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iCoopera - Economic development as opportunity equalization

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Está aquí: Sociedad Salud Actualidad Economic development as opportunity equalization

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Economic development as opportunity equalization

The World Bank en Salud / Actualidad

Economic development should be conceived of as the degree to which an economy has implemented an efficient and just distribution of economic resources. The ubiquitous measure of GDP per capita reflects a utilitarian conception of justice, where individual utility is defined as personal income, and social welfare is the average of utilities in a population. A more attractive conception of justice is opportunity-equalization. Here, a two-dimensional measure of economic development is proposed, based upon viewing individuals’ incomes as a consequence of circumstances, effort, and policy.

The first dimension is the average income level of those in the society with the most disadvantaged circumstances, and the second dimension is the degree to which total income inequality is due to differential effort, as opposed to differential circumstances. This pair of numbers is computed for a set of 22 European countries. No country dominates all others on both dimensions. The two-dimensional measure induces a partial ordering of countries with respect to development.

Suppose we are concerned with the inequalities that exist in a society with respect to the distribution of some desirable good or advantage – wealth, life expectancy, literacy, or wage-earning capacity. The causes of inequality in that distribution can be partitioned into two categories: those for which individuals should not be held responsible, and those for which they should be. We need not here be concerned with the problem of free will, and the possibility that people are not responsible for anything if they lack free will, because every society has a conception of responsibility, and we may take that as the politically salient conception. Thus, in many societies, it is thought wrong that an individual’s income be strongly correlated with her parent’s education or social position, for, assuming that that correlation reflects causality, these family characteristics seem to be ones from which children should not differentially benefit or suffer. On the other hand, most societies believe that adults should be held responsible for various choices that they make, assuming that they possess adequate information about the alternatives. Let us call the social and biological aspects of a person’s environment for which society believes he should not be responsible his circumstances, those choices and actions for which he should be held responsible, his effort, and the desirable good whose distribution we are concerned with the objective.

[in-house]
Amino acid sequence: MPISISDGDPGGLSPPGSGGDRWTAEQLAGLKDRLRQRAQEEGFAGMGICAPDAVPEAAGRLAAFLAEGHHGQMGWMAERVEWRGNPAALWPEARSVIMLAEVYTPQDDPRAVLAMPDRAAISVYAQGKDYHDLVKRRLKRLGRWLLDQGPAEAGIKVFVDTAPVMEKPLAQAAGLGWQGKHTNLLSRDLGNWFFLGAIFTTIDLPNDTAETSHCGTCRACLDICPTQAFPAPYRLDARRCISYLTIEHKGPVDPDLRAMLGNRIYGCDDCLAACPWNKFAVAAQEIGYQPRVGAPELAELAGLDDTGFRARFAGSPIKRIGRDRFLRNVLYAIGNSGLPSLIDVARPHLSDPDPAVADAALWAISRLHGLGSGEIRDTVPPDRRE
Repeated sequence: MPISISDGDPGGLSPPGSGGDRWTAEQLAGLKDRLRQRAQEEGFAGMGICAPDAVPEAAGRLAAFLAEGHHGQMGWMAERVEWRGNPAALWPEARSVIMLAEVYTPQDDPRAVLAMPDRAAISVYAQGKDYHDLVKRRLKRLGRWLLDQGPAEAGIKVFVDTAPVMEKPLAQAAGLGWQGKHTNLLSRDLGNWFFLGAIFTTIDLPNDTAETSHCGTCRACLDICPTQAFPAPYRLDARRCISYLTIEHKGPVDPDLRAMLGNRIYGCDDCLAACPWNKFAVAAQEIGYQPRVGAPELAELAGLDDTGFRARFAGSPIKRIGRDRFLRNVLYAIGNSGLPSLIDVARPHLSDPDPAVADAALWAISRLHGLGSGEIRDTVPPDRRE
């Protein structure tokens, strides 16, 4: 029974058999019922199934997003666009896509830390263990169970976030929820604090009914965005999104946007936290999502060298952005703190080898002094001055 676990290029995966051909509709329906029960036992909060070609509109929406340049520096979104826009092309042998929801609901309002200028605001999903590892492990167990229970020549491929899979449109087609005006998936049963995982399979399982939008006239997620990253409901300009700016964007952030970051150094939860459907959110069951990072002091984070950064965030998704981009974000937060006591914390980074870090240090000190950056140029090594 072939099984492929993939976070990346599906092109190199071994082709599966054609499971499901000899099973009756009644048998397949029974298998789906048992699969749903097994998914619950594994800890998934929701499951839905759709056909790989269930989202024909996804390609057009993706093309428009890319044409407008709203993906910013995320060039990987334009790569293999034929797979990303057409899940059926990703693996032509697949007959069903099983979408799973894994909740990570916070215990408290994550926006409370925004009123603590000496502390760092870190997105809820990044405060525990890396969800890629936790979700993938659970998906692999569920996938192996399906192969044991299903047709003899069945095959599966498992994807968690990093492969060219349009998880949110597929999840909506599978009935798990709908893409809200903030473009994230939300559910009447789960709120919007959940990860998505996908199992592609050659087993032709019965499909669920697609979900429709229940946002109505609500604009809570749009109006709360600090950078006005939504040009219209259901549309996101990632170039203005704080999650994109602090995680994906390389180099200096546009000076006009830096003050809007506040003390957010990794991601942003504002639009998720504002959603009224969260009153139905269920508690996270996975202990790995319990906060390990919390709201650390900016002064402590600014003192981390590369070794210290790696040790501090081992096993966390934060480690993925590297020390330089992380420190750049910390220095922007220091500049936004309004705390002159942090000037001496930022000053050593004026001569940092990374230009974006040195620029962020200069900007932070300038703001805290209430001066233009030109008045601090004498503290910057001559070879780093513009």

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Está aquí: Sociedad Salud Actualidad Economic development as opportunity equalization